First let me deal with it as a standalone. You are right. Wehad a very tough comparative third quarter '06. And that's one of the realchallenges of the business which you've identified. We can tell how much willhappen in the second half, but as you just called out, it's very hard for us tocall 3Q versus 4Q. Last year there was a very successful 3Q. This year weexpect a very successful fourth quarter. And so, it's very hard to manage thaton a calendarized basis.

That said, you might be surprised at some of the examples Igave you a second ago of the effectiveness of the technology business indriving the out sourcing in the systems integration business. I'll just replaya few of the illustrations I just gave you. In the case of the Fed Reserves, wereplaced or the target of our system is to replace a very, very large mainframe application that has very high scalability, very high peak periods and soon. And, in that we're replacing it with standard ES7000 using open source andtechnology like VMware.

Our systems integration team alone couldn't match theseextremely high performance levels and peak periods of traditional enterpriseservers on this much lower cost, better priced performance hardware platform.And so, as we continue to work this hand-in-hand with the folks from the FedReserve, it was the technology people that tuned the databases, the operatingsystems and so on, and actually dramatically exceeded their expectations forpeak periods on a forward-looking business.

We found that to be true not just in the Fed Reserve, but inairline reservation systems. There's a number of deals that are underway thatwe can't share with you, where they have some of the highest peak periods inthe overall transaction processing business. So, on an industry by industry diagnosingbasis, whether it's banking, insurance, communications, and in that case,airline reservation systems, they have proved to be very useful.

The second part of it is, that's now, as you yourself know,have fallen to only 12% of our overall business. So it has less an impact, butyou identified there was one here in the third quarter. In the fourth quarter,although we haven't been explicit about exactly where all of those businessesland, you'll see that it will make a very big contribution. So with that inmind, smaller part of the total, very helpful in helping our other core servicesbusinesses differentiate themselves from companies like Accenture that can't dothose things. And at the end of the day, as long as our costs are in line,which we believe they are now, it generates an awful lot of profit for ourcompany, very profitable business.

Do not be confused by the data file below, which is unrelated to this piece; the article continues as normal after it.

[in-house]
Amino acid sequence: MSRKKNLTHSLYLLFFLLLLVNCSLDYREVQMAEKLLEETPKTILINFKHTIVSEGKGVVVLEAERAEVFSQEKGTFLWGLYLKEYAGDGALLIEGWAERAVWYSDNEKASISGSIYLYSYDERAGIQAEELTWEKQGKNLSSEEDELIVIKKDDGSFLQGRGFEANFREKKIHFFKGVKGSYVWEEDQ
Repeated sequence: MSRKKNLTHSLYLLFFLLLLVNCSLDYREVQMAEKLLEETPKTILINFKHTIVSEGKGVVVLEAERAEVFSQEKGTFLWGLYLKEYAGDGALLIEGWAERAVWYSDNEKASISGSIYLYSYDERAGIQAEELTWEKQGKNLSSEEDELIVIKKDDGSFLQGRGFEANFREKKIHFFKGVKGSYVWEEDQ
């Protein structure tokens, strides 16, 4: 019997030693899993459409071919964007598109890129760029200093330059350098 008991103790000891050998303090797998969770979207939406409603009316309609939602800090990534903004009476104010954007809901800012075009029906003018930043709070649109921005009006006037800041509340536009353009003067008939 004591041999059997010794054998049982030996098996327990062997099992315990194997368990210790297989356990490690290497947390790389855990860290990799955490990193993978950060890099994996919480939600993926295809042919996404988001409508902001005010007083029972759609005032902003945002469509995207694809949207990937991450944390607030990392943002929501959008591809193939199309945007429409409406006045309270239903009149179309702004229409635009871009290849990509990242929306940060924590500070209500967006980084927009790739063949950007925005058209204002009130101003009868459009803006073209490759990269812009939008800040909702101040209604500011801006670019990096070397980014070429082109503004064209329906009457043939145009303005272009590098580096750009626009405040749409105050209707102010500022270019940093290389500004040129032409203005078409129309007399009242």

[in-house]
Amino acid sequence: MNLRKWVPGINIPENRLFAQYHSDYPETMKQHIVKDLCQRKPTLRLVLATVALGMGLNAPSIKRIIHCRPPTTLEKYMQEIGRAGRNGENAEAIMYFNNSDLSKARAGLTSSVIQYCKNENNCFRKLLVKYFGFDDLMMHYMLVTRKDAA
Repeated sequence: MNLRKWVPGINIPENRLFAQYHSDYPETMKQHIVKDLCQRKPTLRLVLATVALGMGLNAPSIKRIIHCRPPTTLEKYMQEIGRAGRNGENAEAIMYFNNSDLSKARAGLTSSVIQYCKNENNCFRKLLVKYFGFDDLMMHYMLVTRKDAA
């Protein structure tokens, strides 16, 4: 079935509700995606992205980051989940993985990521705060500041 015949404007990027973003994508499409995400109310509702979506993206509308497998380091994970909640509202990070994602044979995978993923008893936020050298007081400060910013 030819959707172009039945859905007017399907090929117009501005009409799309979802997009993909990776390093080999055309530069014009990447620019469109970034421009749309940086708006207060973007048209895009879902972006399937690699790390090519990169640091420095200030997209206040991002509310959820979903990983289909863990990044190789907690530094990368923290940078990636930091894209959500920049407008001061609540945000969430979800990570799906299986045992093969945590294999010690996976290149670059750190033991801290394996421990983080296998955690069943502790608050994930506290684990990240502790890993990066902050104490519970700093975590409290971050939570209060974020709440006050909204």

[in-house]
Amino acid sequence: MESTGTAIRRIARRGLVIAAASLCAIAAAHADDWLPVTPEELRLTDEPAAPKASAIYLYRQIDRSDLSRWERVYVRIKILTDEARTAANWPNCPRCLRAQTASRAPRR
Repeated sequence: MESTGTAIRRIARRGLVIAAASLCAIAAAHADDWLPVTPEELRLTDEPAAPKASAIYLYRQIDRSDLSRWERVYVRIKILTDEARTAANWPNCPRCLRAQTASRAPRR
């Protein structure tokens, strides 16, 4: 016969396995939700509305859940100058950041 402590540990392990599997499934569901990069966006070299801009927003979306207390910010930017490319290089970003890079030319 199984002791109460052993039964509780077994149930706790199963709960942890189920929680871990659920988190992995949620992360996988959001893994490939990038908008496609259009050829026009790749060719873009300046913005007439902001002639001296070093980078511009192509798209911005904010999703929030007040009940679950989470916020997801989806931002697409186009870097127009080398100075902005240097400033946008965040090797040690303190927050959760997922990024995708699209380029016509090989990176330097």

Jason Kupferberg -UBS

Can you give some color on services margins? And: the rateof year-over-year improvement did accelerate in the third quarter? Can themagnitude of year-over-year improvement continue on that tread line in thefourth quarter of '07? Or: do you naturally see a little bit of slowdown in thepace of year-over-year?

Joe McGrath

First, let me just reinforce where we landed. The 5.3 atfirst maybe doesn't jump out at you, but it actually is our best to support thequarter of 2003. Our best results in operating margin services in 15 quarters. Sowe really believe it took a strong effort to get us there.

We believe, on a year-to-year basis, we can continue to havethat improve. And even though the bad news that we shared with you that wehadn't gotten all the contractors we wanted to, you can actually do the math ofthe flow through as we start to get them out. It's continuous improvementthrough the fourth quarter and the first quarter of next year and start toreally pay off in the second quarter of next year.

Jason Kupferberg -UBS

Okay. And just finally on the services revenue growth here, maybea little bit less than we were expecting, coming in flat, a little better thanthe past couple of quarters. Now looking at the fourth quarter, I think youdefinitely have a higher base to try and grow off of, but you did still haverespectable services order growth in the third quarter despite a toughercomparer there.

So: can you give a sense of how the services revenue growthpicture might look for the fourth quarter? Looks like it would be tough to bein positive territory, but: are you seeing any acceleration in the flow throughor conversion of the order growth trends from the last six quarters and forP&L?

Joe McGrath

Yeah. It depends on the business or segment within theservices business. Frankly, the disappointment this quarter was actually ourinfrastructure services business. But I think you're speculation is right whereyou're going to start to see the impact of the prior order growth of the outsourcing business and the overall systems integration business start to comeonline. But, as you know, we've tried to avoid giving guidance in these areas.

Jason Kupferberg -UBS

Okay. Thanks.

Joe McGrath

Thanks, Jason.


And we'll take our next question from Ashwin Shirvaikar withCitigroup.

Ashwin Shirvaikar -Citigroup

Hi Joe, hi Janet.

Joe McGrath

Hi Ashwin.

Ashwin Shirvaikar -Citigroup

My question is going back to something that Jason asked: canyou actually get rid of hardware and keep the highly profitable coremaintenance services revenue stream? Because that would obviously be smaller,it would still be very worthwhile if you could actually do that.

Joe McGrath

Here's an interesting thing and we've been hoping toactually keep the lid on an evolving strategy in that business going forward.And unfortunately, it's going to take a little bit longer of an explanation,but as we get out of the custom CMOS chip design business, we're on ourClearPath line, we eliminated one of the large, very fixed costs in R&D forthat business. So that was part one. So, in '08 and beyond, that will run onstandard Intel hardware.